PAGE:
September journey part 6: Our reasons for living

Staying on the move in Israel and the Palestinian Territories through a month of trial. And today: From grandma’s house to the Tulkarem PLO headquarters.

September journey part 6: Our reasons for living

Like a proper Little Red Riding hood, I set off this morning to visit my grandmother. She lives in a retirement home in the city of Kfar Saba. About twenty kilometers north east of Tel-Aviv.

September journey part 6: Our reasons for living
"Mediterranean Towers" retirement home, Kfar Saba

Kfar Saba is situated immediately on the Israel side of the Green line. so I shouldn’t be surprised that the lady sitting next to me on the bus over turns out to be a settler, but I am. She doesn’t “look it”, as far as the stereotype goes: no religious headgear, no automatic-weapon-yielding husband by her side. She’s just a very pleasant middle aged secular woman, with cropped grey hair and a peach colored summery blouse. Her name is Dvora.

I ask Dvora how life is on the settlement. “Would be good once they let us be,” is her response.

“Who are they?”

“The government. They won’t let us build homes. The younger generation wants to return from the city and live next to us, and there are no homes for them.”

“But I thought construction in the settlements never ceases. Netanyahu was resistant to all of Obama’s pleas to that effect…”

“Rural construction never ceases,” she corrects me. “Karnei Shomron is an urban community. Besides, the rural communities don’t have much luck either. This morning the government demolished three structures in Migron. To whom did these structures do any harm?”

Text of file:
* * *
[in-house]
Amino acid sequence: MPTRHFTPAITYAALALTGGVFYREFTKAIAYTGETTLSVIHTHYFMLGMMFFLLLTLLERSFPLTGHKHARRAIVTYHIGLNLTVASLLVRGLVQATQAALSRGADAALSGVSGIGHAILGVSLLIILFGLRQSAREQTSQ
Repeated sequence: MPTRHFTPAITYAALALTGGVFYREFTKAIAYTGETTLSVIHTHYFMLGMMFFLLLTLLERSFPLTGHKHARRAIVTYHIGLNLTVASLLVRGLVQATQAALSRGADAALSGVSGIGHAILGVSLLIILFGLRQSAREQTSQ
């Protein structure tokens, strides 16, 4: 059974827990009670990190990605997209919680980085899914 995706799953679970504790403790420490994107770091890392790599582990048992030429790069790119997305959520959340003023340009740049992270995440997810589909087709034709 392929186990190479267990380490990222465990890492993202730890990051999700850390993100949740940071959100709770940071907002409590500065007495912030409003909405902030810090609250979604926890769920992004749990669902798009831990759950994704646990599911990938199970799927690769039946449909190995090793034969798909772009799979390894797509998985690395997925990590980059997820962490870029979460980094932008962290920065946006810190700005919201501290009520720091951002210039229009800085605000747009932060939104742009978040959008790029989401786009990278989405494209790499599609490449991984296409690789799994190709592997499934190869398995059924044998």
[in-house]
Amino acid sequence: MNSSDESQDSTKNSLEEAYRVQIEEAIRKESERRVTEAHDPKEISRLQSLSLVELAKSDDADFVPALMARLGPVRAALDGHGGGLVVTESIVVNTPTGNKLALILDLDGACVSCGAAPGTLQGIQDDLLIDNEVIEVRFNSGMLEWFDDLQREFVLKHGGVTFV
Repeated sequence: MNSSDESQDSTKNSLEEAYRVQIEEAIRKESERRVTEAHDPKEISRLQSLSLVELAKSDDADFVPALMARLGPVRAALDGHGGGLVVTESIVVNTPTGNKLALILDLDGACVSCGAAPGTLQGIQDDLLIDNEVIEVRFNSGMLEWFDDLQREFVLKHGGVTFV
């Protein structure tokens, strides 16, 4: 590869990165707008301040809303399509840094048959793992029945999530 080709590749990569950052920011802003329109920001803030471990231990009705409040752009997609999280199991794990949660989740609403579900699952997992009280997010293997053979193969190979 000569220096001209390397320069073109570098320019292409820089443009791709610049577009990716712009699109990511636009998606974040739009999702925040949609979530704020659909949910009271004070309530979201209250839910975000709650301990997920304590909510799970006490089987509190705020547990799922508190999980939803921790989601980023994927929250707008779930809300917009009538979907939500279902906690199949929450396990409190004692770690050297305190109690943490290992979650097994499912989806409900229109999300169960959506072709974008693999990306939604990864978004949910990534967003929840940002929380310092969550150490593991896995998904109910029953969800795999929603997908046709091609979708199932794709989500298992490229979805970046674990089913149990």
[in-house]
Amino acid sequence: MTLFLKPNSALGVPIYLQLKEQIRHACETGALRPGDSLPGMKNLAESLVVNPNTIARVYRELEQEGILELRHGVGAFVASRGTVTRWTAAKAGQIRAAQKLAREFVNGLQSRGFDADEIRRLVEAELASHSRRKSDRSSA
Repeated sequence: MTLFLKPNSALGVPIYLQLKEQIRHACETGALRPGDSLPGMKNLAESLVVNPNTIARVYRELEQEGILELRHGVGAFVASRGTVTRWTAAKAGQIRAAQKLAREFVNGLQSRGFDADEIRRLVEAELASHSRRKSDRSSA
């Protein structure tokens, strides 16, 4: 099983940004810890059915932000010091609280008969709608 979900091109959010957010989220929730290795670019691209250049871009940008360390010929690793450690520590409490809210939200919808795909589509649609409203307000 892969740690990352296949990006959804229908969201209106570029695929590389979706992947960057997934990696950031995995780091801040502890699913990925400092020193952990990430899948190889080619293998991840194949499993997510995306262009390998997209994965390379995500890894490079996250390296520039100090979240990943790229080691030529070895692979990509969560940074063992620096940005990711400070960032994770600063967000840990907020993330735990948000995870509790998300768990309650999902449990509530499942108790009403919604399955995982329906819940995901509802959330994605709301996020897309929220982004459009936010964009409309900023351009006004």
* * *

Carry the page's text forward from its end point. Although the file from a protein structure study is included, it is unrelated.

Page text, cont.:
I’ve got the name of a certain nation on the tip of my tongue, but choose to withhold. Why kill the conversation so early? Instead, I ask her how long she’s lived in Karnei Shomron.

“From the beginning,” she says, “it’s been forty years now. We started off in Kdumim, living in tents. We did something with our lives.”

Dvora is fond of the youths currently living in tents around the country, pushing for social change, but she’s worried that the struggle will slide to the left and turn her and hers into the enemy. I come out of the closet as a left-wing voter to see it I would consequently turn into an enemy in her eyes. Unfortunately, I do, and we spend the last portion of the ride politely arguing about whether my friends and I control the media and court system and whether we are funded by dark foreign regimes.

Unlike Dvora, who knows exactly who I am and what I am plotting against the state. My sweet grandma isn’t too sure of the visitor’s identity. I spend most of the visit talking to her Philippina caretaker, Rondi.

September journey part 6: Our reasons for living
The flatmates.

Both Rondi and my grandma are immigrants. Grandma Malka was brought here from Poland as a little child. Rondi chose to train as caretaker after twenty years of working as gym teacher. I ask her whether she experiences any of the tensions of the country in which she ended up.

“I’ll tell you the truth” she says, “I want your grandma to be very very healthy so I can stay a long time.”

On my way out of the home, I turn back to photograph it and am suddenly swept by a river of Muslim ladies walking into its parking lot.

September journey part 6: Our reasons for living
These ladies do not live in Kfar Saba.

They are the chambermaids, and they all know my grandma and love her. This is a good cue to make a change of scene, after two days of hearing mostly Hebrew (excluding cameo appearances by Nepalese, Tigrinya and Tagalog). I follow them to a bus stop and board a bus to the city of Taybe (Not the source of excelent Taybe beer, which comes from an identically named village near Ramallah).